At this point we’re saying nothing new about Leftfield by labeling the group ‘Legends’. It goes without saying, as it does with plenty of the other electronic acts that spawned around the same time and paved the way for the burgeoning group of producers and DJs we have on our hands at the moment. With that being said, Neil Barnes, the life and soul of Leftfield hasn’t left his innovative mind in an era gone by and has managed to carve out a wholly successful career since the group’s initial split up.

Having unearthed the Leftfield name some years ago, he has breathed new life into one of electronic music’s sleeping dragons and not only re-introduced their sound to a younger generation, but reinvented their sound to something that translates more to 2018 than 1990-99.

Barnes is polite as ever when answering the phone; chirpily discussing the pleasant weather in London at the time of the call, highlighting that he’s taking it in before it is sooner rather than later replaced by the more familiar sight of grey clouds and rain. That little window of small talk allows us to quickly go back and forth on how ‘Phat Planet’ was the theme song for Beast Machines; a late 90s/early 00s spin off where the Transformers are reimagined in futuristic animal form, which acted as an introduction to an unassuming future journalist at the humble age of 10.

The conversation kicks off where Barnes and Leftfield did too; the 90s. When we talk about those legendary big beat/electronic acts from the defining 90s era in the UK; one from which Leftfield emerged and helped create, it feels that the legendary group are, at times, unfairly left out of the conversation that usually revolves around the usual suspects like The Prodigy, Massive Attack, The Chemical Brothers and the rest of the groundbreaking acts from what was really a golden era for electronic music.

“There’s no doubt that The Chemical Brothers and The Prodigy are far more successful than Leftfield are, they kept making records when we stopped, so that’s probably why. I think I’ve got a massively loyal following of people that follow Leftfield. We did the tour of Leftism last year and the whole thing was sold out, so I’m happy with the attention that we get, especially surrounding those two albums, the first two, but even for my last album ‘Alternative Light Source’, there was lots of interest in it.”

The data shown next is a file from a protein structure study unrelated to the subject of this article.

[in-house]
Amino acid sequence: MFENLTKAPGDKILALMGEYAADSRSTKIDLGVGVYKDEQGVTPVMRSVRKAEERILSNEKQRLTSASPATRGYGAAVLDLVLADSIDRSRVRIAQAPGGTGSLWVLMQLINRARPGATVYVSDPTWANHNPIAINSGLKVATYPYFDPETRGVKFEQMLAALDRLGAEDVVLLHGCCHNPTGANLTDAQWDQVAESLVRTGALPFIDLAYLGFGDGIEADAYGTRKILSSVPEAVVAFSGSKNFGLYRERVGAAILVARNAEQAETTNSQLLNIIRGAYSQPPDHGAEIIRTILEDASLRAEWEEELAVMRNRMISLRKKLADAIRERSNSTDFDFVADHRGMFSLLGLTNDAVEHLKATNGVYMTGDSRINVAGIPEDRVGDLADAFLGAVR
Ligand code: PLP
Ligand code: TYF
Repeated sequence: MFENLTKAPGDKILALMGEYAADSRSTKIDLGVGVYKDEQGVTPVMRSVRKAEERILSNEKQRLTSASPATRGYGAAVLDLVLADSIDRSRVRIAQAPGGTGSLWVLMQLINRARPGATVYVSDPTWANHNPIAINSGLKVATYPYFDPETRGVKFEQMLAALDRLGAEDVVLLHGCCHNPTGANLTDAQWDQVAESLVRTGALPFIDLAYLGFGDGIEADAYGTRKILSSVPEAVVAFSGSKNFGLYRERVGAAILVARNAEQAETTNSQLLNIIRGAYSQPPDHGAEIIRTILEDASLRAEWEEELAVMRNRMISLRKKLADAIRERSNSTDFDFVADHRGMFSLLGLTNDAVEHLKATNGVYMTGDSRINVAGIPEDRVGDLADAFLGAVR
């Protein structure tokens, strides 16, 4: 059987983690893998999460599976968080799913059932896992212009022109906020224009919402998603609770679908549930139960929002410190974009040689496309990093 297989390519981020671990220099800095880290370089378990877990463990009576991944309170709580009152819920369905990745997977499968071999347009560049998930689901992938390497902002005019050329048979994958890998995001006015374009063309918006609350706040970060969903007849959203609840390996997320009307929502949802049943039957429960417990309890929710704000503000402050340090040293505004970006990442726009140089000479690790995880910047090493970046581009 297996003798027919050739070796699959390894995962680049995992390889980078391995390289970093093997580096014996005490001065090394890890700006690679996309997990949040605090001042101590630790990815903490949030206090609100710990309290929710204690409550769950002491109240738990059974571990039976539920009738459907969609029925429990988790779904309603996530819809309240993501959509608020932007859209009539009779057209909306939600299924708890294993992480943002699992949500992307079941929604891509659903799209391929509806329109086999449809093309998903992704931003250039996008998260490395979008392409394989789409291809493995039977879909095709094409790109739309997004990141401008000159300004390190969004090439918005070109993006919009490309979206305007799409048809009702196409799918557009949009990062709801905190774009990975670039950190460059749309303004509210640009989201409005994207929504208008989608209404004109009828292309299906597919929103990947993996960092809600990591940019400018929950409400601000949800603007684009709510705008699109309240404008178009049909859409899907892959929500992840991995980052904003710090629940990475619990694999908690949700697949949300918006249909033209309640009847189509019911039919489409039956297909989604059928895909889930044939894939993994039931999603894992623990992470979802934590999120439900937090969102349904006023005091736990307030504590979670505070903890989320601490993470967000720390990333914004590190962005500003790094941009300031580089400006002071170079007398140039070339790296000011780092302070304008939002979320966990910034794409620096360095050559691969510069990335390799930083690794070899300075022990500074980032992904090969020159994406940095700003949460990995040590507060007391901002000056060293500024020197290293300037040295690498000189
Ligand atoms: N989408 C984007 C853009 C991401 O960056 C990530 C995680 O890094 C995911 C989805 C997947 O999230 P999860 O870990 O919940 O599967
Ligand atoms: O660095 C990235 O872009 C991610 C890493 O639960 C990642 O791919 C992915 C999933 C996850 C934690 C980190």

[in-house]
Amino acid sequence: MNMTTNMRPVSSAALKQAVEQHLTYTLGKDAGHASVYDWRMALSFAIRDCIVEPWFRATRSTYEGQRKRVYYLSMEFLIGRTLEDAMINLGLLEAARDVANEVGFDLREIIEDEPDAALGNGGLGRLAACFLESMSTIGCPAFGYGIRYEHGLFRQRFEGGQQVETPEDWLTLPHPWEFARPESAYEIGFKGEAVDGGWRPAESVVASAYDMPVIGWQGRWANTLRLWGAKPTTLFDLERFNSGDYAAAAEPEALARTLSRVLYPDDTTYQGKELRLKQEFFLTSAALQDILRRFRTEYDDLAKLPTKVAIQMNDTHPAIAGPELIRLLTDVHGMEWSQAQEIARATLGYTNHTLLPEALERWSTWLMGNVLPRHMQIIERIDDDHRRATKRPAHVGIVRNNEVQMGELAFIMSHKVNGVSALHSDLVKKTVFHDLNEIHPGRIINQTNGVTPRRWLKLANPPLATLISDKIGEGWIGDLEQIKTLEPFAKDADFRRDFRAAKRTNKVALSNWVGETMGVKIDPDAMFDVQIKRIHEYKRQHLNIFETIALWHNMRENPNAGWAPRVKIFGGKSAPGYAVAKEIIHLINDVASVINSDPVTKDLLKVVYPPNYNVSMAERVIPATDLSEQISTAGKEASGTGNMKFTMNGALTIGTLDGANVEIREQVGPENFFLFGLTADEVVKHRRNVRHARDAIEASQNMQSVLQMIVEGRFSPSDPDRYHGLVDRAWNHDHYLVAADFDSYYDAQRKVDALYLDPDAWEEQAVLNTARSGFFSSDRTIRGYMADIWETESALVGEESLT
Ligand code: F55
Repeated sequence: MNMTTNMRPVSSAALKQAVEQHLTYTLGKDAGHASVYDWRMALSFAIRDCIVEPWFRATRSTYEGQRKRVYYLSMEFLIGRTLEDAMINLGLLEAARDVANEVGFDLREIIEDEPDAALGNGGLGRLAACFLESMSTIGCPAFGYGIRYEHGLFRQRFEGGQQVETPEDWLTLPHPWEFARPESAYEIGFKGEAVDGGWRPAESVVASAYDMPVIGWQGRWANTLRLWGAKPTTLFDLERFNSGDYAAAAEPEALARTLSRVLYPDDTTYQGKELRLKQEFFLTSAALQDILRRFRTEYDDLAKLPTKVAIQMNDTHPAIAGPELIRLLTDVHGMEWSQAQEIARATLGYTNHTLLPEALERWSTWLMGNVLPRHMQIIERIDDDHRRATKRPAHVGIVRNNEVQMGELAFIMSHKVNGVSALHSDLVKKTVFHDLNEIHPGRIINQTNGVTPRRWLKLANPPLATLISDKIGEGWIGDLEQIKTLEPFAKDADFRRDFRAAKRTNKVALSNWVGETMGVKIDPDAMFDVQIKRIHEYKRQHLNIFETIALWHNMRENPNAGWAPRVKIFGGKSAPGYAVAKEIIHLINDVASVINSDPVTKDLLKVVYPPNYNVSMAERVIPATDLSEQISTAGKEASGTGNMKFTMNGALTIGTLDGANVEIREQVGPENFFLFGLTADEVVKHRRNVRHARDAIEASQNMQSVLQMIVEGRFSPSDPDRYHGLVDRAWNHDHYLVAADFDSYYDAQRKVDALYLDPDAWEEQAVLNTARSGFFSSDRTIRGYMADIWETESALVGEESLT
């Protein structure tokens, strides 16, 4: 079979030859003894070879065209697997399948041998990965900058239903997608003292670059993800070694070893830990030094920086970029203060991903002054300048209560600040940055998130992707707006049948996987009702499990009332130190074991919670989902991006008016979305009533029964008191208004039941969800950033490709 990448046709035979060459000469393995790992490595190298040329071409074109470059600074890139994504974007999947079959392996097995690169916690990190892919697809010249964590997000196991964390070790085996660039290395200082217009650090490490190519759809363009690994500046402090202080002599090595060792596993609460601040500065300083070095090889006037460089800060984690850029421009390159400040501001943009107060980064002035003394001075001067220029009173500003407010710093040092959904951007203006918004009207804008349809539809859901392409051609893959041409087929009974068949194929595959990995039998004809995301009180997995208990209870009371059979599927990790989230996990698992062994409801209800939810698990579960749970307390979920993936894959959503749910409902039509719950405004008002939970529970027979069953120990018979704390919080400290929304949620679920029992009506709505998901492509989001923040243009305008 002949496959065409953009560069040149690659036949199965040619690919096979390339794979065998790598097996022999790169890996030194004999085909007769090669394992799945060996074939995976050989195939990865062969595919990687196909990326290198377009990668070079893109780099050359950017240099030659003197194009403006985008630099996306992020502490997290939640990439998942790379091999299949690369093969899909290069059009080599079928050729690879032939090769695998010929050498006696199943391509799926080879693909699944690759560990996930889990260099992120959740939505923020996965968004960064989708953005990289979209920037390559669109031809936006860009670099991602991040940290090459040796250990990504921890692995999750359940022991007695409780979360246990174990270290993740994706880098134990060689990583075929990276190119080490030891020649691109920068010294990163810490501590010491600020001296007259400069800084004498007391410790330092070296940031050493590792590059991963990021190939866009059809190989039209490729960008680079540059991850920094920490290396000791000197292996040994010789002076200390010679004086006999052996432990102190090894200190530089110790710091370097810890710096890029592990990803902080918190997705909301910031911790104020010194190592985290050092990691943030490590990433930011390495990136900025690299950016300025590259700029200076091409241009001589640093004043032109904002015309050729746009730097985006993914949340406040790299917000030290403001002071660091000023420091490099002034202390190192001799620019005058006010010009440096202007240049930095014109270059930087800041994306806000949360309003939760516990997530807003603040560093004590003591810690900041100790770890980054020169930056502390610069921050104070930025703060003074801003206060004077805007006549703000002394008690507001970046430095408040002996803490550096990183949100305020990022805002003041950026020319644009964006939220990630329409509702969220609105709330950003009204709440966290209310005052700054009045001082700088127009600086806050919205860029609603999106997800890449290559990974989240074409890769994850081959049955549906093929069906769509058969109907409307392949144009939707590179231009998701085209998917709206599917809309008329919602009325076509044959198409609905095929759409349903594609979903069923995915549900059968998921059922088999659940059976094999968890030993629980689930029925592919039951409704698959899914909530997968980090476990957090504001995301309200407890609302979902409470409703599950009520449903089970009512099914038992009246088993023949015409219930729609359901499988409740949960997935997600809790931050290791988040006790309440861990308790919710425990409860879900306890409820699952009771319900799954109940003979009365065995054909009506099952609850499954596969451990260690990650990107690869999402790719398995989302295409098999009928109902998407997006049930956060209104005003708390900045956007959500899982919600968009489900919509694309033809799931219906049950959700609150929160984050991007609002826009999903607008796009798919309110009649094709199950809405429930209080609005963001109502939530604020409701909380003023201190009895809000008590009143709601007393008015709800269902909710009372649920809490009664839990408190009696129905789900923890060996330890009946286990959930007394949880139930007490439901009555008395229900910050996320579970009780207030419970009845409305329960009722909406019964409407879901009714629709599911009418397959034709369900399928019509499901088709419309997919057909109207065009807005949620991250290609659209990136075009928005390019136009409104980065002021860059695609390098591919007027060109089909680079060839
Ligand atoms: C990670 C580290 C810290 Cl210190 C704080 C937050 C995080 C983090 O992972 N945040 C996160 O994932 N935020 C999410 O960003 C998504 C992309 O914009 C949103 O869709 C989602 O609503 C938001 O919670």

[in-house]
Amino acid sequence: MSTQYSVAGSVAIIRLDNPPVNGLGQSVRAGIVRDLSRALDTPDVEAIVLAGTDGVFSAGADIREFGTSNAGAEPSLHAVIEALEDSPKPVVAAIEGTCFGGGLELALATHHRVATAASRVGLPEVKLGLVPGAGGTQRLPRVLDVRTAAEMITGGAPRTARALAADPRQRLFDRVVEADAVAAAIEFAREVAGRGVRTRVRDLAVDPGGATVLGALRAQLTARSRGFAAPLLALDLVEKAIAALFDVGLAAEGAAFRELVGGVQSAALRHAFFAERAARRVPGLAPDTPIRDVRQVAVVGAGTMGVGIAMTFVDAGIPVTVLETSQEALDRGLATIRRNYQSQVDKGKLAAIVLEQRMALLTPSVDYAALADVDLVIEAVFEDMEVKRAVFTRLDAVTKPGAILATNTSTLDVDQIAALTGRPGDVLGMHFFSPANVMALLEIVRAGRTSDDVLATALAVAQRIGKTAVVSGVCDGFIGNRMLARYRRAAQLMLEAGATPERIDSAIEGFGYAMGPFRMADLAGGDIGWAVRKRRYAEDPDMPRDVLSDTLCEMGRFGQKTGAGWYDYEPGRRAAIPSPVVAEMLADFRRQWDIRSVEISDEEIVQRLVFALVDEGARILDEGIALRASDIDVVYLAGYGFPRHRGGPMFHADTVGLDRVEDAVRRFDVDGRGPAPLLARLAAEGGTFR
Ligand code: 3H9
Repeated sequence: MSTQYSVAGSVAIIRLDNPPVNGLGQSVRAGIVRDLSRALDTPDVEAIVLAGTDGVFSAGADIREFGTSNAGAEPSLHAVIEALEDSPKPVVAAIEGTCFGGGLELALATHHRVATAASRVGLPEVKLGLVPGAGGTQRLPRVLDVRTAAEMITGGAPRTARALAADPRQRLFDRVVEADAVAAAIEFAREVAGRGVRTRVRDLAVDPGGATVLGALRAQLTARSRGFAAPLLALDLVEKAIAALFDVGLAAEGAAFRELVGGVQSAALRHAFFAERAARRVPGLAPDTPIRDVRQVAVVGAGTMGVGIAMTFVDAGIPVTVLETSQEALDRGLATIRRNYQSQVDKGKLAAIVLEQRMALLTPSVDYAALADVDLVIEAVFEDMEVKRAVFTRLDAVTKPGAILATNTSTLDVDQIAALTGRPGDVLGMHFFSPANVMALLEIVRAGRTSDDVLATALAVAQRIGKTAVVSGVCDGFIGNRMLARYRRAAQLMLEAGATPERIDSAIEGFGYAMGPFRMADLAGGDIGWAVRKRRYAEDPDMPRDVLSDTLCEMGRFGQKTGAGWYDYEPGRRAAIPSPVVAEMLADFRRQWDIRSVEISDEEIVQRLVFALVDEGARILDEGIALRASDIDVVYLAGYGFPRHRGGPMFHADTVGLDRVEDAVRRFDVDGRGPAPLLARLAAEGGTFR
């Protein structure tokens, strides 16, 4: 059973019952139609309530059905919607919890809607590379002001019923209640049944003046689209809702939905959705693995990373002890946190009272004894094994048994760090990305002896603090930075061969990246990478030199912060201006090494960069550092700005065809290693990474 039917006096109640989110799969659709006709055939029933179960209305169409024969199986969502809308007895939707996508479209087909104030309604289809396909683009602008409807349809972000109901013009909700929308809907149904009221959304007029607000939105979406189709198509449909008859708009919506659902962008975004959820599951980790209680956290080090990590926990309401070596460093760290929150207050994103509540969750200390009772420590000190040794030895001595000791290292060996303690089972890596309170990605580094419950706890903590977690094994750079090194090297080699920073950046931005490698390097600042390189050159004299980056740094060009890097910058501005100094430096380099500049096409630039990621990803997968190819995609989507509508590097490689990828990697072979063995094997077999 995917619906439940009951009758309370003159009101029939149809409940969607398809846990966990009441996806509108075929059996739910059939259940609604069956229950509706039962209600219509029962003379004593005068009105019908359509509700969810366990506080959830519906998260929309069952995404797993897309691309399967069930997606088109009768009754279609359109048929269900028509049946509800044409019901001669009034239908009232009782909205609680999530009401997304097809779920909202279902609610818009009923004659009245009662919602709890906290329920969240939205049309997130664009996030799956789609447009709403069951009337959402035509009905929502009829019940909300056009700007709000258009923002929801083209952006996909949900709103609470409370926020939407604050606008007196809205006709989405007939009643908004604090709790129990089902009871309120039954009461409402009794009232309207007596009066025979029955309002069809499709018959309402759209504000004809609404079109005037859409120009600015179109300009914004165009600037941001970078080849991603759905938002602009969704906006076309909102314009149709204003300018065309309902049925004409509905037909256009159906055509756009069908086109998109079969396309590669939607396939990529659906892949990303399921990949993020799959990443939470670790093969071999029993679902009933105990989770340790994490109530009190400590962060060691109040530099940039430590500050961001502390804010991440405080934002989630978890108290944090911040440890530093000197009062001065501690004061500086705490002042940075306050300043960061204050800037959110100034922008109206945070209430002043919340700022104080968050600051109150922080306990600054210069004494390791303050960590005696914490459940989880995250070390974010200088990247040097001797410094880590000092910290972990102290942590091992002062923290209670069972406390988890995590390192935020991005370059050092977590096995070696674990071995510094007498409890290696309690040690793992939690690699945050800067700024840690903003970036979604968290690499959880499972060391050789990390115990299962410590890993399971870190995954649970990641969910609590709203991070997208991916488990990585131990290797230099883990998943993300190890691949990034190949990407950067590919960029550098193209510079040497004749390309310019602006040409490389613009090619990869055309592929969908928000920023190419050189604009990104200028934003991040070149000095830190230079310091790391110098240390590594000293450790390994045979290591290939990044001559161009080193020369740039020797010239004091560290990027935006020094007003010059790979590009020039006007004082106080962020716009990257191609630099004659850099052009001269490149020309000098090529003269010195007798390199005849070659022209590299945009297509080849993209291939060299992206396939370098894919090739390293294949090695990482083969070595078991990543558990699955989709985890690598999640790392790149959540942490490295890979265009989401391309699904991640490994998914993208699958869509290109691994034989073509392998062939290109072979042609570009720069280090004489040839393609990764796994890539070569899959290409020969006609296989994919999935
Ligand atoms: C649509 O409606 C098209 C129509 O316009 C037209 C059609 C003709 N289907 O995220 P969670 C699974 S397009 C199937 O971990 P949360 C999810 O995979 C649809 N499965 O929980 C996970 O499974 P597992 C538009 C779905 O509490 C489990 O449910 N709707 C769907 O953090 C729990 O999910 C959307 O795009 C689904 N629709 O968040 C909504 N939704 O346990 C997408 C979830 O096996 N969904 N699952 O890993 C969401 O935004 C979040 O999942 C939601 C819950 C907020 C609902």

That particular tour of Leftism came to a thunderous halt at Metropolis festival last year, with a performance that will probably resonate with everyone in attendance. Not only did it show that the album really and truly is a timeless piece of work, but that after all these years, Barnes is still well capable of playing the equivalent of a box-to-box midfielder on stage, maneuvering through a range of instruments all at once; the conductor and heartbeat of a well oiled machine.

“That was the end of that tour that was and it really was amazing.” He says, taking a second to think back to the RDS in late October, “There must have been about 4,000 people at that. It was really young, it was a young audience! So, yes, I’m really happy with the attention that Leftfield gets.”

It’s well documented that there are two sides to Leftfield, with the group having split up in 2002 and eventually reappearing solely with Barnes at the helm in 2010, something that in some ways gave them a chance to expose their sound to a new audience that wouldn’t have been caught up in their original rise to prominence, something we can see through the change in direction with Barnes’ most recent Leftfield album; ‘Alternative Light Source’.

“I DJ a lot as well so when I’m DJing I often have quite a young audience, so I don’t play Leftism or that stuff in my sets, I play more modern electronic stuff. That helps as well because it keeps the young audience there. With ‘Alternative Light Source’, that tour really helped bring in a lot of younger followers. I just put out music that I want to hear, not necessarily what young people want to hear, obviously I’m happy if there’s people still want to listen to Leftfield.”

The change in sound in terms of production is evident if one listens to earlier Leftfield material compared to now, but a change in Barnes’ DJing style isn’t as obvious, given that acts from the 90s era often get whittled down to playing almost exclusively ‘Old School’ sets, something he hasn’t fallen victim to, allowing his sets to take a more modern turn than many would expect.